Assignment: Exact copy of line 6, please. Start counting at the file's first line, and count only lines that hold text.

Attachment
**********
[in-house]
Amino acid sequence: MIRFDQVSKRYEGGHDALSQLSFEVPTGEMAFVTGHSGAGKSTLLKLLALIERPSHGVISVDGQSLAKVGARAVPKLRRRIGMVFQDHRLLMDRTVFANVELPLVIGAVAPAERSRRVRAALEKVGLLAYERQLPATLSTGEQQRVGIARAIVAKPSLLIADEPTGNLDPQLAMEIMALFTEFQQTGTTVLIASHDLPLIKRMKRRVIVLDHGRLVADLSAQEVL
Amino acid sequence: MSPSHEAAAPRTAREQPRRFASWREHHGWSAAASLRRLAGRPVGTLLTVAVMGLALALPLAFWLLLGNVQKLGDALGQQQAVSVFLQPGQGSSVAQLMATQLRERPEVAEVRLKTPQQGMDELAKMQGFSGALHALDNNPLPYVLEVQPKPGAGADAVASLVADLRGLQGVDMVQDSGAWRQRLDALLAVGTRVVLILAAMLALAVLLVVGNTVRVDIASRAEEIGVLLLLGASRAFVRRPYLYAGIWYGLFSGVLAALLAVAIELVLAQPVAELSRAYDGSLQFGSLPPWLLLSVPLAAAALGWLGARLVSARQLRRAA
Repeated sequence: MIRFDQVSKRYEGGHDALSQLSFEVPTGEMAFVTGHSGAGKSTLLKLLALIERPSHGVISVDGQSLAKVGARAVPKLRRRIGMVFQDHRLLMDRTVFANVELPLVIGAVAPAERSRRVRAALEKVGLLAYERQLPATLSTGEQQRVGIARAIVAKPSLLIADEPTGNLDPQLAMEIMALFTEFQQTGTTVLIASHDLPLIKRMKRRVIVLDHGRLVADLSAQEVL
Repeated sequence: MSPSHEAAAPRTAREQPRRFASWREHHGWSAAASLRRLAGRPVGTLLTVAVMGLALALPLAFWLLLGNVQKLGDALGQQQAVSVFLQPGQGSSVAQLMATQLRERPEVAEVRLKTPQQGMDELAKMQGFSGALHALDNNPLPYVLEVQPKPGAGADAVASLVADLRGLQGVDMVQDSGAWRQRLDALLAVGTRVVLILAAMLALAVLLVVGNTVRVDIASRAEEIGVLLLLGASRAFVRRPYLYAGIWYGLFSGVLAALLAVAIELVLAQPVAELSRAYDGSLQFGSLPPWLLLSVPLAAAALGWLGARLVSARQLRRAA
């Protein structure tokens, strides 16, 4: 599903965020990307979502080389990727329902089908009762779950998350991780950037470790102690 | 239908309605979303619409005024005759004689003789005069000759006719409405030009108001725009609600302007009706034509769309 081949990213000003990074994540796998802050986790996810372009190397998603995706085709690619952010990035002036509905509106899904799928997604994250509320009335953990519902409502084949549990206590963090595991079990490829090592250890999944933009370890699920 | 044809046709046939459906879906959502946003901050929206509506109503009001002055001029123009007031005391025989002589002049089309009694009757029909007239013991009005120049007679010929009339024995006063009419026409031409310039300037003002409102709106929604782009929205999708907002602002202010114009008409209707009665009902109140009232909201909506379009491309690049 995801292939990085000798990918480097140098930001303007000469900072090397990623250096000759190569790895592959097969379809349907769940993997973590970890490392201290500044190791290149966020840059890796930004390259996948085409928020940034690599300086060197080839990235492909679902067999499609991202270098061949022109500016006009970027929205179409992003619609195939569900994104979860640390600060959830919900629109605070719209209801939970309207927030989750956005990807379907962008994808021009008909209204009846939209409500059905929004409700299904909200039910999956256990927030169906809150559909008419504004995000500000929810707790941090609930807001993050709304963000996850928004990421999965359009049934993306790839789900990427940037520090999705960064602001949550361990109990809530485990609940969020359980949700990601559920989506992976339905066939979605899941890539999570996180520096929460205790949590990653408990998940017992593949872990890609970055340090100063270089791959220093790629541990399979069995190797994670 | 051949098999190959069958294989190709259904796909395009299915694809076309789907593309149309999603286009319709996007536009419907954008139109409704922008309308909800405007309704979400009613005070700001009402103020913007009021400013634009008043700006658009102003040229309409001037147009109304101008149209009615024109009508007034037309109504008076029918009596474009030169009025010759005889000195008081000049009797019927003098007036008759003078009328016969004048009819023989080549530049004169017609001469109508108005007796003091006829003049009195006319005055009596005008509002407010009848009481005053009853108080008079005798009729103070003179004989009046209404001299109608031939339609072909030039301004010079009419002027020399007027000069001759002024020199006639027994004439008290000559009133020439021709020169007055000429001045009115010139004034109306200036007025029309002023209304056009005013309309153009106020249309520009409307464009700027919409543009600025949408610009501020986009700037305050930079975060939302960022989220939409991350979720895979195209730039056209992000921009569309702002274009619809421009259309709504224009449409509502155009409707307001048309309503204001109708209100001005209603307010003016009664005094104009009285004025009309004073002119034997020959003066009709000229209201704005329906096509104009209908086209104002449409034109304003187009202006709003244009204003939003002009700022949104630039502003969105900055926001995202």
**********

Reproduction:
């Protein structure tokens, strides 16, 4: 599903965020990307979502080389990727329902089908009762779950998350991780950037470790102690 | 239908309605979303619409005024005759004689003789005069000759006719409405030009108001725009609600302007009706034509769309 081949990213000003990074994540796998802050986790996810372009190397998603995706085709690619952010990035002036509905509106899904799928997604994250509320009335953990519902409502084949549990206590963090595991079990490829090592250890999944933009370890699920 | 044809046709046939459906879906959502946003901050929206509506109503009001002055001029123009007031005391025989002589002049089309009694009757029909007239013991009005120049007679010929009339024995006063009419026409031409310039300037003002409102709106929604782009929205999708907002602002202010114009008409209707009665009902109140009232909201909506379009491309690049 995801292939990085000798990918480097140098930001303007000469900072090397990623250096000759190569790895592959097969379809349907769940993997973590970890490392201290500044190791290149966020840059890796930004390259996948085409928020940034690599300086060197080839990235492909679902067999499609991202270098061949022109500016006009970027929205179409992003619609195939569900994104979860640390600060959830919900629109605070719209209801939970309207927030989750956005990807379907962008994808021009008909209204009846939209409500059905929004409700299904909200039910999956256990927030169906809150559909008419504004995000500000929810707790941090609930807001993050709304963000996850928004990421999965359009049934993306790839789900990427940037520090999705960064602001949550361990109990809530485990609940969020359980949700990601559920989506992976339905066939979605899941890539999570996180520096929460205790949590990653408990998940017992593949872990890609970055340090100063270089791959220093790629541990399979069995190797994670 | 051949098999190959069958294989190709259904796909395009299915694809076309789907593309149309999603286009319709996007536009419907954008139109409704922008309308909800405007309704979400009613005070700001009402103020913007009021400013634009008043700006658009102003040229309409001037147009109304101008149209009615024109009508007034037309109504008076029918009596474009030169009025010759005889000195008081000049009797019927003098007036008759003078009328016969004048009819023989080549530049004169017609001469109508108005007796003091006829003049009195006319005055009596005008509002407010009848009481005053009853108080008079005798009729103070003179004989009046209404001299109608031939339609072909030039301004010079009419002027020399007027000069001759002024020199006639027994004439008290000559009133020439021709020169007055000429001045009115010139004034109306200036007025029309002023209304056009005013309309153009106020249309520009409307464009700027919409543009600025949408610009501020986009700037305050930079975060939302960022989220939409991350979720895979195209730039056209992000921009569309702002274009619809421009259309709504224009449409509502155009409707307001048309309503204001109708209100001005209603307010003016009664005094104009009285004025009309004073002119034997020959003066009709000229209201704005329906096509104009209908086209104002449409034109304003187009202006709003244009204003939003002009700022949104630039502003969105900055926001995202």